Saturday, December 15, 2012

How do I grow Bouvardia?

Biuardia longiflora C/- Gardens On Line
Don Burke reckons Bouvardia is a terrific plant but difficult to grow. That hasn't been my experience but I have Minh on hand to work out the bugs. It can't be that hard though, we over winter plants in 140mm pots under light shade, then give them a trim and pot them on as soon as we see any sign of fresh growth in Spring.  That tends to be some time in October. Of course the obsessive care and attention that goes into the trimming, potting and fine tuning as the plants develop helps. 

Bouardia is a perennial plant from tropical South America. We currently only have a white flowered species with pristine star flowers that are beautifully perfumed.  It is a very popular bridal flower. In the garden around Melbourne it is ideal in pots or well drained soil. It does need a warm, sheltered spot like it's cousins Gardenia, Coffee and Cinchona. Our potting mix is slightly acid (pH 6-6.5) and Bouvardia appears to be quite happy growing in this.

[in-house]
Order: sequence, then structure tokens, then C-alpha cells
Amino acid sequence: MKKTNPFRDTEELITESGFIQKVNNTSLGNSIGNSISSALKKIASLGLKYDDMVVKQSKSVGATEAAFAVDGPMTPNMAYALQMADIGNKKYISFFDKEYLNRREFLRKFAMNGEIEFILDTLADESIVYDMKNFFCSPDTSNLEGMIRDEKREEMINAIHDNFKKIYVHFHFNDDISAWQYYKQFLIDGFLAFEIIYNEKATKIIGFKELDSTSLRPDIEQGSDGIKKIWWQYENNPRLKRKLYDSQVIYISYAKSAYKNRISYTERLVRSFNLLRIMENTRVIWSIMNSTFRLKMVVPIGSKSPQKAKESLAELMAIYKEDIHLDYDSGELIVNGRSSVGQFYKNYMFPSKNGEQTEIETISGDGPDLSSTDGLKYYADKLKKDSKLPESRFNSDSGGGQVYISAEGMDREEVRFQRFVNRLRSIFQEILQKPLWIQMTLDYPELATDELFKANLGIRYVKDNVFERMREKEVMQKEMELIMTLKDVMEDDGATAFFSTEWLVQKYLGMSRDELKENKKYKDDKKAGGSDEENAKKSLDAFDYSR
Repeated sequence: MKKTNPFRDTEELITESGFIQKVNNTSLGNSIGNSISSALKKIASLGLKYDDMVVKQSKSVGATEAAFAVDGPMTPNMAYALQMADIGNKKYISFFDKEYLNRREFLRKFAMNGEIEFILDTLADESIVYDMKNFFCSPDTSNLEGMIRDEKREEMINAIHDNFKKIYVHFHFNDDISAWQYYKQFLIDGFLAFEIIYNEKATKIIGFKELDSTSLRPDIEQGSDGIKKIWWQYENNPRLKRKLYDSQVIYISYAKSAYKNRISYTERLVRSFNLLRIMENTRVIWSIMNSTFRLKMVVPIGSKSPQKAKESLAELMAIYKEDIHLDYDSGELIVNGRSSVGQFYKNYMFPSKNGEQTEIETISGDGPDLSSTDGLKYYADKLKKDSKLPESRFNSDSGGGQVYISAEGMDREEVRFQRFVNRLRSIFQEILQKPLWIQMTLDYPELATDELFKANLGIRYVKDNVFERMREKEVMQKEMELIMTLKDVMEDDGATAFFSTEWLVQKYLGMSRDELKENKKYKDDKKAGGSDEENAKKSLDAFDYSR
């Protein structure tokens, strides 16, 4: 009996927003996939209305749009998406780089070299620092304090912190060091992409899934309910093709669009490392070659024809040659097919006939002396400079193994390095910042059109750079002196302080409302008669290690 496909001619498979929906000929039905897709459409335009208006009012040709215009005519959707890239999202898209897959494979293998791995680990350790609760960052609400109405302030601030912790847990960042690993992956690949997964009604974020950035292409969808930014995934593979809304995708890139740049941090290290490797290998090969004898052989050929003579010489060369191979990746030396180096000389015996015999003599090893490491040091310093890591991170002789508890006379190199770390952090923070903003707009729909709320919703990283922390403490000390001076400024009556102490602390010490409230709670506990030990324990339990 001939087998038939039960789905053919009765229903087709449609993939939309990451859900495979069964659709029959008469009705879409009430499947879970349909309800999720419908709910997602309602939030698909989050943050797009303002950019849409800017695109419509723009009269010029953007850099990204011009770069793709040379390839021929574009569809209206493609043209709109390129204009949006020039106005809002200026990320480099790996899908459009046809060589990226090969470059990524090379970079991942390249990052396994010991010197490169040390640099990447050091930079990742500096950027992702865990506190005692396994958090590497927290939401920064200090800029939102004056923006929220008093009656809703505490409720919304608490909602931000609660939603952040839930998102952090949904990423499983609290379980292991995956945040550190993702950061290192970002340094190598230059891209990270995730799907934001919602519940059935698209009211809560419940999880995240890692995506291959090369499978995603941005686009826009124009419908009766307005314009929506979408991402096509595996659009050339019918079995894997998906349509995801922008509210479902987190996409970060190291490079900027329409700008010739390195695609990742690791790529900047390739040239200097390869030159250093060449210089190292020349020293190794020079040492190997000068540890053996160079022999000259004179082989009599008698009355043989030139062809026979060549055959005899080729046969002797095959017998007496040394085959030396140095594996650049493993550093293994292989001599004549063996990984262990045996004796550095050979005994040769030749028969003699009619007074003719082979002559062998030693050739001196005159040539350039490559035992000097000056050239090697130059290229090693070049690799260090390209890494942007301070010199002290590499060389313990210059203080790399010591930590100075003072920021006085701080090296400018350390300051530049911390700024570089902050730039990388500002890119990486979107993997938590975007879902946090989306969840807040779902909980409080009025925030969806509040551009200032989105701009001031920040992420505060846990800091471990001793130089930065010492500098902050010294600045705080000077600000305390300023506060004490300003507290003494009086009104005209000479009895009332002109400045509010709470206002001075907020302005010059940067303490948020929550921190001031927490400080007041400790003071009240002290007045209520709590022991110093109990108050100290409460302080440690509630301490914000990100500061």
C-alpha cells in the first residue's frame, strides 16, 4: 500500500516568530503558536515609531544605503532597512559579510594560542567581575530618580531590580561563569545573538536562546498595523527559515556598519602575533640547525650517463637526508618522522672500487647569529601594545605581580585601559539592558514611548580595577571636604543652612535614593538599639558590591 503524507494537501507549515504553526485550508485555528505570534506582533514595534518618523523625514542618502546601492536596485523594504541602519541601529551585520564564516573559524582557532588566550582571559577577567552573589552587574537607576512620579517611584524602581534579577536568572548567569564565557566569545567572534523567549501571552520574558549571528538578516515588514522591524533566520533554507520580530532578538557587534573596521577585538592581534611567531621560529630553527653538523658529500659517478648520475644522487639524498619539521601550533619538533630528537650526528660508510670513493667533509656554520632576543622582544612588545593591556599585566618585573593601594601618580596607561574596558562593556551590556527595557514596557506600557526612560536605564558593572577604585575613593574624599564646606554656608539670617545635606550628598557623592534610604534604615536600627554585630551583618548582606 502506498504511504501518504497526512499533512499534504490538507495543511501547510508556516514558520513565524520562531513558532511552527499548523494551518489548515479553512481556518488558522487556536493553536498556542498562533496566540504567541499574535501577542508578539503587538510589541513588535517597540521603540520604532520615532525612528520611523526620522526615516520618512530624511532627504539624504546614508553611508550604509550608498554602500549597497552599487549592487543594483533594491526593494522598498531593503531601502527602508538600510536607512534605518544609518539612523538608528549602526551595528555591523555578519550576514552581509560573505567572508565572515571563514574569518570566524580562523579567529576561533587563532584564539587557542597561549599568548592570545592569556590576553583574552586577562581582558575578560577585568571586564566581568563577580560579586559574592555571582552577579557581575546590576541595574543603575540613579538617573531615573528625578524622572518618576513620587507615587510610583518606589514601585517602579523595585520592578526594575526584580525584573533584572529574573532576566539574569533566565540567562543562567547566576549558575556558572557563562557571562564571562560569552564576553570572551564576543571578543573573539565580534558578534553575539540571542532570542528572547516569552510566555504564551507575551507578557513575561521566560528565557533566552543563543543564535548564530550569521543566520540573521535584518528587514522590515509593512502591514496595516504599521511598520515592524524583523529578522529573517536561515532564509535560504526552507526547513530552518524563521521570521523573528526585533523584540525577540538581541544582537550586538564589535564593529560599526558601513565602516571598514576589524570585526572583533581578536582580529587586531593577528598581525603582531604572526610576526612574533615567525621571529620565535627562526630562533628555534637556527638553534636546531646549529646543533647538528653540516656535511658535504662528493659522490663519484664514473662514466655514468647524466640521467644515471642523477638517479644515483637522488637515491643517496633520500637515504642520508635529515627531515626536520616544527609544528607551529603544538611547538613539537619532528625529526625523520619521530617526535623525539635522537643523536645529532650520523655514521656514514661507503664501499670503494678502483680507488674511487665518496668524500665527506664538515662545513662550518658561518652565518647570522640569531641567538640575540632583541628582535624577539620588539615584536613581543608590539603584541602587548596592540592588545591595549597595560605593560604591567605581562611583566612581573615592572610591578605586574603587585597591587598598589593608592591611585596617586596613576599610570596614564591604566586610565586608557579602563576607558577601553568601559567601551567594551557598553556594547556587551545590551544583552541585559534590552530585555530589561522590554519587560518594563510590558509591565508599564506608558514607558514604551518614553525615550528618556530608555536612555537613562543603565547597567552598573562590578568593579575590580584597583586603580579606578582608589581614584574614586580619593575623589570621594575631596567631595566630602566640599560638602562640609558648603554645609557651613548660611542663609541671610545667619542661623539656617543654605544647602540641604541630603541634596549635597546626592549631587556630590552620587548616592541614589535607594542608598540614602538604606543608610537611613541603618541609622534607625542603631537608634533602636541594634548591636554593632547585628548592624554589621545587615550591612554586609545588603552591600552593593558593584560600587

Once the stems get growing the take off quickly, hence the importance of vigorous trimming when we pot them up. They are also brittle once the get long so it is important to provide protection from strong winds. Our plants have just started flowering.  We had planned a Bouvardia promotion for Christmas this year but September and October were so cool we were not confident they would be ready. As it turns out the are almost there, we have released plants earlier than we would prefer mostly because they will peak just after Christmas when our ability to distribute them will be at its lowest.  Don't get me wrong these are well shaped, bushy plants with flower & bud the would just show some more flower & bud over the next couple of weeks.  They will flower until well after Mother's Day, although I must admit we will shift them indoors around May to extend the flowering season.

Bouvardia takes us just over 12 months to grow and requires lots of care.  I bet you won't find competing plants in Bunnings or Masters, ask at your local independent nursery.

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